Paul Hamby posted eight images with the comment: "Bridge over Crooked River. built in 1931 by Rock Island. Still in use today by UP. photos from 1931 and 2015." Since the group is public, I'll let you click the "posted" link. These comments are what motivated me to research this bridge. Monte OlsenIs this on the realignment that, along with the Great Depression, bankrupted the Rock Island? Paul HambyYes. This is the new in 1931 bridge over Crooked Creek.
It was replaced in 1904 and removed in 1982 since it was on a Monon branch that served the resort towns of West Baden and French Lick. It was 870 feet long and 85 feet high.
Dennis Matthews posted
The Paoli Trestle
The French Lick local originated at Bedford for operating reasons, Orleans no longer had servicing facilities for the train. For a branch of negligible freight traffic, the French Lick line had one tremendous structure, the Paoli Trestle. Occupying it is an inspection train of 1947 with office car 90 on the rear. Nick EllermannIs the word Purdue on the side of the trestle graffiti?
Robert Brummett posted Paoli Steel Trestle, 1909 postcard
Our local newspaper had an article explaining that Warren Ave. in Downers Grove, IL would be closed on 8/28/17. So I checked out what was happening. This is what I saw when I arrived at 9:11am:
The backhoe with hydraulic jackhammer attachment, the dump truck hauling a trench embankment brace, and the village's Water Utility Repair Team tool truck made sense. And it implies that the scheduled work was repair or upgrade of the water supply. But why do you need a fire truck for water work? To pump out something?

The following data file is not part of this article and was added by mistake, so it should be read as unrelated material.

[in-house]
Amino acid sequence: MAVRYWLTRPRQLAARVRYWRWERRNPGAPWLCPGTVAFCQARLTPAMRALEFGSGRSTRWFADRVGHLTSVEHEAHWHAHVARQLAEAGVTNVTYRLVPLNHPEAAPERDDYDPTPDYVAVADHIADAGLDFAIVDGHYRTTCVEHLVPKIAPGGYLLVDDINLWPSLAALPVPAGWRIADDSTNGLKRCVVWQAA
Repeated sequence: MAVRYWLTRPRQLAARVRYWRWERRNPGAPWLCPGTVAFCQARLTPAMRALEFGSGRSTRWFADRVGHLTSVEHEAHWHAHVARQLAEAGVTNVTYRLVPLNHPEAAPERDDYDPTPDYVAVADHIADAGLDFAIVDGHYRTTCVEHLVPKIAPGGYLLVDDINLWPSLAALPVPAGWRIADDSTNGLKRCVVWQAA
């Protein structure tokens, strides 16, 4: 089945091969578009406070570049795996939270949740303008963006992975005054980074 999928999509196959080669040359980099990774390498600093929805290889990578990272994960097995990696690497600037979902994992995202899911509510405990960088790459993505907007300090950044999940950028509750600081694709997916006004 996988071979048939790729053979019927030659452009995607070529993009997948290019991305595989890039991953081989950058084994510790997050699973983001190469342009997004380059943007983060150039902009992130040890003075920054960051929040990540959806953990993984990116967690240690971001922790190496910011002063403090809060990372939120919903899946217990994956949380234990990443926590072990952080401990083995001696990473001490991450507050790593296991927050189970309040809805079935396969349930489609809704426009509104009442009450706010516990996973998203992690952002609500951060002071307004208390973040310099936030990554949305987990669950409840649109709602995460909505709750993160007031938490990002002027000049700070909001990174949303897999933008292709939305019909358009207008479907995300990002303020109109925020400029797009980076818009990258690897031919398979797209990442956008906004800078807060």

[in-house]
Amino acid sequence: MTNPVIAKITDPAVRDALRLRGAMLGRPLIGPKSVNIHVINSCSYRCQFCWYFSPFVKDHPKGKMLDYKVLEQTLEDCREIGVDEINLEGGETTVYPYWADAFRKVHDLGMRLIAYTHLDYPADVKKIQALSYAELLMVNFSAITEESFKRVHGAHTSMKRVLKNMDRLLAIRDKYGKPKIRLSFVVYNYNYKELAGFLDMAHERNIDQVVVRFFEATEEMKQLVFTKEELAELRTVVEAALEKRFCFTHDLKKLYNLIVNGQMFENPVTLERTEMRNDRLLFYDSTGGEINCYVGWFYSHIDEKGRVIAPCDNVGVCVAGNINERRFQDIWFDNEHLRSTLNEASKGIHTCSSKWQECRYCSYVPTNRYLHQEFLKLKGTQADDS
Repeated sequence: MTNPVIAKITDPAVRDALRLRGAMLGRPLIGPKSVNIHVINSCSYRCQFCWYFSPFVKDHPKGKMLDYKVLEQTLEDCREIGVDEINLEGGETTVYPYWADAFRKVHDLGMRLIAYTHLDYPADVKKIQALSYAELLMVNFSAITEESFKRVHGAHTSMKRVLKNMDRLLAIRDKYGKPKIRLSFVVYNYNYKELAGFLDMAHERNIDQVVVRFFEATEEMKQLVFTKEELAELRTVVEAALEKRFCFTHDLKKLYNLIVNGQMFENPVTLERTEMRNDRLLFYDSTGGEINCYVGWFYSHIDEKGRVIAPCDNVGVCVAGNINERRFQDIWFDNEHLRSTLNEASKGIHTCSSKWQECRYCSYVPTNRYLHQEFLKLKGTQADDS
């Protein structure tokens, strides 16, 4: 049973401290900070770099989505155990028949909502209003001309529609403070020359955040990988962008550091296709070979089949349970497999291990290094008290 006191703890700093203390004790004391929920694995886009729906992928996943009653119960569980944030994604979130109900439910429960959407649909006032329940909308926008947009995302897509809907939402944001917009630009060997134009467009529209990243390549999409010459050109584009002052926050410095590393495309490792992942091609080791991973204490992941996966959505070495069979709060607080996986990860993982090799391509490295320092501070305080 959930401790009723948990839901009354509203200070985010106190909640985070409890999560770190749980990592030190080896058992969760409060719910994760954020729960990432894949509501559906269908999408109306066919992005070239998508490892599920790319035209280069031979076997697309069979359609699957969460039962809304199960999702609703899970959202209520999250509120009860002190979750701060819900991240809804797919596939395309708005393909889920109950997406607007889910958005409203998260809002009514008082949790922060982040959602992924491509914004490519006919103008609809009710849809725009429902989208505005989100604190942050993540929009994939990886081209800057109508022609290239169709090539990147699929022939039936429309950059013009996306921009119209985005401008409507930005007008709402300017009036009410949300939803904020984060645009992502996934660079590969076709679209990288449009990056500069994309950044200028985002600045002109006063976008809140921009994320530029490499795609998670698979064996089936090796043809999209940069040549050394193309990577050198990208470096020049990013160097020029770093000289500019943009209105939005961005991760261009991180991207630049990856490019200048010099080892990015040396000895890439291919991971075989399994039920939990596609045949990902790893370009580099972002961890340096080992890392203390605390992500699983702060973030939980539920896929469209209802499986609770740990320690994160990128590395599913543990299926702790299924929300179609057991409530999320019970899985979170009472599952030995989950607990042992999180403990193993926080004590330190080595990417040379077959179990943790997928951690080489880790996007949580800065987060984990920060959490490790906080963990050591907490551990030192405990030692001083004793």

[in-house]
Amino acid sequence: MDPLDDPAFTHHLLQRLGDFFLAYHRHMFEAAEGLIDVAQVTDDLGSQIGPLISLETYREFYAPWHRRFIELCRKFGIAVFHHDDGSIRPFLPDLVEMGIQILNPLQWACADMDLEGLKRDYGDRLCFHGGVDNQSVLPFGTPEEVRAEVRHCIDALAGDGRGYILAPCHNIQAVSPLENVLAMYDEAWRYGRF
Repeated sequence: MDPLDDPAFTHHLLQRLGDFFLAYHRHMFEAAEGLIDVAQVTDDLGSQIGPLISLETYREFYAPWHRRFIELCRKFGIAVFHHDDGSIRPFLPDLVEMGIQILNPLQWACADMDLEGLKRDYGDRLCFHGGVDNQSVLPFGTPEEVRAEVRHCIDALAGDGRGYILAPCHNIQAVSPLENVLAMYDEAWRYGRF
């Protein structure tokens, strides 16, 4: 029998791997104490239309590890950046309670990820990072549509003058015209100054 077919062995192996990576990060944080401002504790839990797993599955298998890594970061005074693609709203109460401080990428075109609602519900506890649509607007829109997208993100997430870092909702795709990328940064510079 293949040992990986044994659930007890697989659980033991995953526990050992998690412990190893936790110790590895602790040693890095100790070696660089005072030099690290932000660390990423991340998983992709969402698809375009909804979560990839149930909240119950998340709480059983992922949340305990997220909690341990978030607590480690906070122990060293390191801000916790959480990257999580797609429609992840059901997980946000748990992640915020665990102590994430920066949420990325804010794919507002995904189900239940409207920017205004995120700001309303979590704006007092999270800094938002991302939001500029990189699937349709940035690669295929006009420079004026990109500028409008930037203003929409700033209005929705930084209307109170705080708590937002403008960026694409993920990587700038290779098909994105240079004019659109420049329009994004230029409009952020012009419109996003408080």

It was not to pump out something because they were hooking it up to the fire hydrant. And why are all of the construction workers just standing around?
Because there was a gas leak that was bad enough you could hear it! From the video comments: "A reality of the 21st Century is that it is easier to make a video than an audio recording. All three thumbnail choices were of the pickup truck. I wanted something from the beginning or end. If you look at the first frame, you see disturbed concrete on the other side of the tree trunk that is in the middle of the frame. That is where they were digging the hole that broke the gas main. Even at this distance, you can clearly hear the hiss of the leak. A few years ago they converted the neighborhood from low- to high-pressure gas service. There was remarkably little gas smell in the area considering how noisy the leak was. I've smelled gas in basements, and there was no sound. I guess a little breeze dissipates the smell quickly."
The hole on the right under a driveway apron is where the leak was. It turns out the fire truck was setting up to be prepared and everybody was waiting for the gas company to send out their digging and repair equipment.
This is a screenshot from a video I took when I was leaving at 9:16. I was trying to catch the motion of the water leaking from under the truck. But you can't see the water falling from the truck. But even in a still, you can see it is putting water on the street. Note on the left, under the cab, that the yellow hose to the fire hydrant is pressurized. During a later visit, I talked to a fireman of a second truck that they had sent out to the other end of the construction zone. I asked why this truck was leaking water. He said it was because they were running the pump and water has to flow through the pump to keep it cool. Of course, when the fire houses are being used, there would be plenty of water flow. But in this case of having the truck on "hot standby," the cooling water flows out of the bottom of the truck.